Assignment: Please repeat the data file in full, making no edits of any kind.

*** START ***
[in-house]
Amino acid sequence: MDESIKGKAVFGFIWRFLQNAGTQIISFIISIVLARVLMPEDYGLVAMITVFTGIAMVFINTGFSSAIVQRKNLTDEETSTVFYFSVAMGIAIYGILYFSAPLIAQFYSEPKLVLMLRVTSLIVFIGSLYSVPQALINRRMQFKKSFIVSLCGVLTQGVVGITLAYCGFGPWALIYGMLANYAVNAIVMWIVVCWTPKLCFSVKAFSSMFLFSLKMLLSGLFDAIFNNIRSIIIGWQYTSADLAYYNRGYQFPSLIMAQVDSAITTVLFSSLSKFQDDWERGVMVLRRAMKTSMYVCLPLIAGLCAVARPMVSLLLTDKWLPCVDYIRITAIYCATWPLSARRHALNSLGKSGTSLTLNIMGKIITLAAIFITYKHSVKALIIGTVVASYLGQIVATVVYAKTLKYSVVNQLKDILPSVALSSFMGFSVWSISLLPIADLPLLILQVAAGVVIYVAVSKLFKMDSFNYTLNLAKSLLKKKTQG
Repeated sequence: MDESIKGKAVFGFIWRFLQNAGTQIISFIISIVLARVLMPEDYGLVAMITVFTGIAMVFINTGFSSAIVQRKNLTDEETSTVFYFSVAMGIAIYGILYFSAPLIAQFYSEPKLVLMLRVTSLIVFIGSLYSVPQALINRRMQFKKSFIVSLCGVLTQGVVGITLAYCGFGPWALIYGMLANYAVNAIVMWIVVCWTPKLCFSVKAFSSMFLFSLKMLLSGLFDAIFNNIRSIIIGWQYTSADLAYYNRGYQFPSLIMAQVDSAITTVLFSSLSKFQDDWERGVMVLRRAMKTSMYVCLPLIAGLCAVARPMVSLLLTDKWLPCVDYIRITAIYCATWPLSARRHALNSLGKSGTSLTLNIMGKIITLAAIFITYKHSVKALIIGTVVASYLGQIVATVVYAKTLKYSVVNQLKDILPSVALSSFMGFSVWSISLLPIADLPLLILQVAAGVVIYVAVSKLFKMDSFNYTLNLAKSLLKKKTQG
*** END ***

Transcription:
[in-house]
Amino acid sequence: MDESIKGKAVFGFIWRFLQNAGTQIISFIISIVLARVLMPEDYGLVAMITVFTGIAMVFINTGFSSAIVQRKNLTDEETSTVFYFSVAMGIAIYGILYFSAPLIAQFYSEPKLVLMLRVTSLIVFIGSLYSVPQALINRRMQFKKSFIVSLCGVLTQGVVGITLAYCGFGPWALIYGMLANYAVNAIVMWIVVCWTPKLCFSVKAFSSMFLFSLKMLLSGLFDAIFNNIRSIIIGWQYTSADLAYYNRGYQFPSLIMAQVDSAITTVLFSSLSKFQDDWERGVMVLRRAMKTSMYVCLPLIAGLCAVARPMVSLLLTDKWLPCVDYIRITAIYCATWPLSARRHALNSLGKSGTSLTLNIMGKIITLAAIFITYKHSVKALIIGTVVASYLGQIVATVVYAKTLKYSVVNQLKDILPSVALSSFMGFSVWSISLLPIADLPLLILQVAAGVVIYVAVSKLFKMDSFNYTLNLAKSLLKKKTQG
Repeated sequence: MDESIKGKAVFGFIWRFLQNAGTQIISFIISIVLARVLMPEDYGLVAMITVFTGIAMVFINTGFSSAIVQRKNLTDEETSTVFYFSVAMGIAIYGILYFSAPLIAQFYSEPKLVLMLRVTSLIVFIGSLYSVPQALINRRMQFKKSFIVSLCGVLTQGVVGITLAYCGFGPWALIYGMLANYAVNAIVMWIVVCWTPKLCFSVKAFSSMFLFSLKMLLSGLFDAIFNNIRSIIIGWQYTSADLAYYNRGYQFPSLIMAQVDSAITTVLFSSLSKFQDDWERGVMVLRRAMKTSMYVCLPLIAGLCAVARPMVSLLLTDKWLPCVDYIRITAIYCATWPLSARRHALNSLGKSGTSLTLNIMGKIITLAAIFITYKHSVKALIIGTVVASYLGQIVATVVYAKTLKYSVVNQLKDILPSVALSSFMGFSVWSISLLPIADLPLLILQVAAGVVIYVAVSKLFKMDSFNYTLNLAKSLLKKKTQG